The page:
Infections with Diabetes
INFECTIONS WITH DIABETES
People with diabetes are more prone to certain infections. It may be due to:
- Elevated blood sugar levels –Uncontrolled blood sugar levels can depress the immune system of the body and thus make the body more susceptible to infections.
- Nerve injury – Longstanding diabetes can cause significant nerve damage. For example, if a person suffers from neuropathy he may not experience any pain in his feet even if a sharp object has pierced the skin. This wound can get infected if not treated immediately.
- Injury to blood vessels– depending upon the duration of diabetes, blood vessels may get damaged and delay the healing of any infection. Diabetic people may get a condition called Diabetic ketoacidosis if their infection is not treated on time.
Type of infections in people with diabetes
Commonly seen infections are: Infections in the mouth (thrush),Lung infections ,Skin infections, Bladder or kidney infections ,Vaginal infections ,Infections on the feet, Post surgical wound infections.
Symptoms of infections —you need to visit your doctor if you suffer from certain symptoms like:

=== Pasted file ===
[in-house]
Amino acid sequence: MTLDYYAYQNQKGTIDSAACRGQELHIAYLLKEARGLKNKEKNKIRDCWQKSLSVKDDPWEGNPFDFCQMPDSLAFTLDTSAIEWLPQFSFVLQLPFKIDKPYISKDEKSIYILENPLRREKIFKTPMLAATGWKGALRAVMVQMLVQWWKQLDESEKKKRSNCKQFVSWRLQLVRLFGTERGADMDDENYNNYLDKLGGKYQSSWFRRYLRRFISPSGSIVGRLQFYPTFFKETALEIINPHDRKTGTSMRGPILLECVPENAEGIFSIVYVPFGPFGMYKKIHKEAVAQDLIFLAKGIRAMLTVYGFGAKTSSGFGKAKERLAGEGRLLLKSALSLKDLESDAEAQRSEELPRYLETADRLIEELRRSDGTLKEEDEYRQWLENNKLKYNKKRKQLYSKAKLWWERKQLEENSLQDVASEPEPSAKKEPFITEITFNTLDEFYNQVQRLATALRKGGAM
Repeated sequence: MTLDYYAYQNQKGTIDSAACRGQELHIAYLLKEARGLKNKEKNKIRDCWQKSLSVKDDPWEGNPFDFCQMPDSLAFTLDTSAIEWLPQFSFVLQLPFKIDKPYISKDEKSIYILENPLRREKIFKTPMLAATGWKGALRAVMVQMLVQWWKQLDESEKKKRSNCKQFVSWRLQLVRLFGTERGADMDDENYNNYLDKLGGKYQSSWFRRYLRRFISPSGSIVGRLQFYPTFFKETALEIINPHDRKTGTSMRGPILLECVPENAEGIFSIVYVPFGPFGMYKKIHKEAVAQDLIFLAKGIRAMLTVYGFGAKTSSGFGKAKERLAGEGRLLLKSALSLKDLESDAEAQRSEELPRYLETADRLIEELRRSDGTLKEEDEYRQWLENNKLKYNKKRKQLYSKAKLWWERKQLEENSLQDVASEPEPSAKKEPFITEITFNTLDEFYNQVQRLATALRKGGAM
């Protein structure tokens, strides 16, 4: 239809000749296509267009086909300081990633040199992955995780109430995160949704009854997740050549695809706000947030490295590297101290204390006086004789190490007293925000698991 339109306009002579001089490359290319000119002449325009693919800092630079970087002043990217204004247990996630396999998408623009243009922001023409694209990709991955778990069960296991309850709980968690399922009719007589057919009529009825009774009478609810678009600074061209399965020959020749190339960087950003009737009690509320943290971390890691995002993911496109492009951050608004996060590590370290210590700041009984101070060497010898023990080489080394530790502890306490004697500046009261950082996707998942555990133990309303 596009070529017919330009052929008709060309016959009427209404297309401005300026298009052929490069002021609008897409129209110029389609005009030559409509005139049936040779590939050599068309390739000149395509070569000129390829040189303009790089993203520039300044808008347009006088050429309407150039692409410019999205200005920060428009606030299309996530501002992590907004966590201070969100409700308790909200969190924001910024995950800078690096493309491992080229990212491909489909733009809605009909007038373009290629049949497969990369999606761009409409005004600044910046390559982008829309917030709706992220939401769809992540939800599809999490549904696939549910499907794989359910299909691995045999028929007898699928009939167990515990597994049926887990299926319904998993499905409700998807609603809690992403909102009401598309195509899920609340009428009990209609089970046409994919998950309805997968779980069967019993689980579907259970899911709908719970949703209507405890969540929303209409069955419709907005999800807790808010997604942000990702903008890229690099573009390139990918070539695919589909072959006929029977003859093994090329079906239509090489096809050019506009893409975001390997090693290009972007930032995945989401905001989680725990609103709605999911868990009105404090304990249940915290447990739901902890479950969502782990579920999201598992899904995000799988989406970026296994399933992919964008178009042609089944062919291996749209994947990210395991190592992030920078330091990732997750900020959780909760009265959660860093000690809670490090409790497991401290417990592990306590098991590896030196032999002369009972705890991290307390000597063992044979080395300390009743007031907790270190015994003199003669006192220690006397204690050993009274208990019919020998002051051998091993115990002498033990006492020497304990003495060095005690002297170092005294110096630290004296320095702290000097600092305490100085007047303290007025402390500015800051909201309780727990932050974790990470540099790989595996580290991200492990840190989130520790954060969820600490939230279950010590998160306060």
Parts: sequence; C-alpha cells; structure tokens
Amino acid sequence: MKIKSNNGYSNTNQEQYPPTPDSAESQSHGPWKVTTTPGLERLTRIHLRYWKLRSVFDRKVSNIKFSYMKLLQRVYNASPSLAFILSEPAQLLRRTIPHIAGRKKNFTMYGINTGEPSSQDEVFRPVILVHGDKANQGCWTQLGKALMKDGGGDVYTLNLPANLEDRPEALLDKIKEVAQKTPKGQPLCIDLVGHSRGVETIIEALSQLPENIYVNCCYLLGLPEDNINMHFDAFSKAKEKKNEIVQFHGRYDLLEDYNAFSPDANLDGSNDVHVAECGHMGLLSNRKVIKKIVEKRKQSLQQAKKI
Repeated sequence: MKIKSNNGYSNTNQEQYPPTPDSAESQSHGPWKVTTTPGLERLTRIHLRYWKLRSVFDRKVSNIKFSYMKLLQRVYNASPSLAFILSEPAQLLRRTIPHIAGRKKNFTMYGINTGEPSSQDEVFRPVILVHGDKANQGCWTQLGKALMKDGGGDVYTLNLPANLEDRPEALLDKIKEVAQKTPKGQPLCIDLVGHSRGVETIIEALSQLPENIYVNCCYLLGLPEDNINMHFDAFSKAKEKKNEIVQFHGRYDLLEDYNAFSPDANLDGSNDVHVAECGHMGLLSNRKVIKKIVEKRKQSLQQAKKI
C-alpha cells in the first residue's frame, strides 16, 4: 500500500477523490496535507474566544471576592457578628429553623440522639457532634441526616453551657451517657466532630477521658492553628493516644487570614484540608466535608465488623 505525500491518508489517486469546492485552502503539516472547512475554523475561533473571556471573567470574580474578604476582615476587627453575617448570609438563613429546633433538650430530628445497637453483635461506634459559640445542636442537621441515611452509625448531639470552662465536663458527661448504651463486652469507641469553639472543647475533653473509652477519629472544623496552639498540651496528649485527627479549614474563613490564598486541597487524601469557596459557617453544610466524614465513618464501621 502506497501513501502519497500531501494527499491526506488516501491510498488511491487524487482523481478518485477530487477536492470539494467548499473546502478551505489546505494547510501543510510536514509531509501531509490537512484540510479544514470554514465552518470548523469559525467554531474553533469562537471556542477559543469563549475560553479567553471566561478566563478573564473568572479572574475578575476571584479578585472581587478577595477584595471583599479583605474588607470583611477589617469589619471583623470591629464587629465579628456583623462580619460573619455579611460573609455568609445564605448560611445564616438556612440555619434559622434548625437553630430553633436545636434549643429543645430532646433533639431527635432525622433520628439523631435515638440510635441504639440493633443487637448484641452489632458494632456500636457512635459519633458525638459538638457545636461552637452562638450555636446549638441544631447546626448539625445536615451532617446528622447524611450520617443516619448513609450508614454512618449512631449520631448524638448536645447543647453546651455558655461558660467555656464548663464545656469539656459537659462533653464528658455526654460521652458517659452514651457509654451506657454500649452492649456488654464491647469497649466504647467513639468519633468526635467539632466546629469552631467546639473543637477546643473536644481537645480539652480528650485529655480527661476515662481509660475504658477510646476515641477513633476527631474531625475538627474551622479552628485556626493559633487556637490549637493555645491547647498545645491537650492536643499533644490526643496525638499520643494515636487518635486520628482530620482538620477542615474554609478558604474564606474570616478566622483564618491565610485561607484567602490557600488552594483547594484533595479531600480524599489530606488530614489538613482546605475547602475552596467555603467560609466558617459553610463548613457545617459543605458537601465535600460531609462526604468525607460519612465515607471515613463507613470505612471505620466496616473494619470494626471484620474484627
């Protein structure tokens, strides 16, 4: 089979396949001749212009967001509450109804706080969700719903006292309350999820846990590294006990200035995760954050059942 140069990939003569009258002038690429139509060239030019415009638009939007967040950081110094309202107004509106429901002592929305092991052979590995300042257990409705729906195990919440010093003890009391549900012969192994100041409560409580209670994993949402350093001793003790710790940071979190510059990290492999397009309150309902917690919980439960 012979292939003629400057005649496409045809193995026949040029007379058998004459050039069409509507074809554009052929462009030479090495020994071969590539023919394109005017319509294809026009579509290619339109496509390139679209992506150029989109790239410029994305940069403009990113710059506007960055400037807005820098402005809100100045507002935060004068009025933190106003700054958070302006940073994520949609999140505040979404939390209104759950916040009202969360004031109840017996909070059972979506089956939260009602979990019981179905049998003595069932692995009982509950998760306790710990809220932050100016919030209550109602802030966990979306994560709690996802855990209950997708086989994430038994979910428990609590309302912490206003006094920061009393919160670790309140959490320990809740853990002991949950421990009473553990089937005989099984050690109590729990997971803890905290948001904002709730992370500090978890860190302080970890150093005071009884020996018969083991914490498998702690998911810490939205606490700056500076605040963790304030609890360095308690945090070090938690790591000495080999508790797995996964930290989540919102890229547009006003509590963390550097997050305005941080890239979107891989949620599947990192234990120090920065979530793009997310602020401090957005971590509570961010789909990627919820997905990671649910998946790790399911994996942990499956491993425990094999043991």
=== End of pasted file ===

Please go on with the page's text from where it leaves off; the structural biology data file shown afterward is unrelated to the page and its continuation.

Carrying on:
White patches on the tongue/mouth, Cough, Fever, Chills and body aches , Rash, Nausea, vomiting, or diarrhea ,Redness, swelling or increased pain or pus around an injury ,Increased urination/Pain during urinating or a foul smelling urine, Vaginal itching or discharge .
Prevention of infections —Blood sugar monitoring regularly and adequate control is the most important step to prevent infections.
Other important steps are:
- Wash your hands often when around a sick person.
- Eat healthy and nutritious diet.
- Brush your teeth twice daily and go for regular dental checkups.
- If injured with any cut, wash and clean the wound. If not healing, meet your doctor.
- Keep your skin clean and dry.
- Pass urine at normal intervals. Do not hold it.
- Stop Smoking.
- Take care of your feet. Keep them clean and dry. Wear proper footwear. If any signs of redness, swelling cuts or blisters get the treatment soon.
Take prescribed course of antibiotics when required.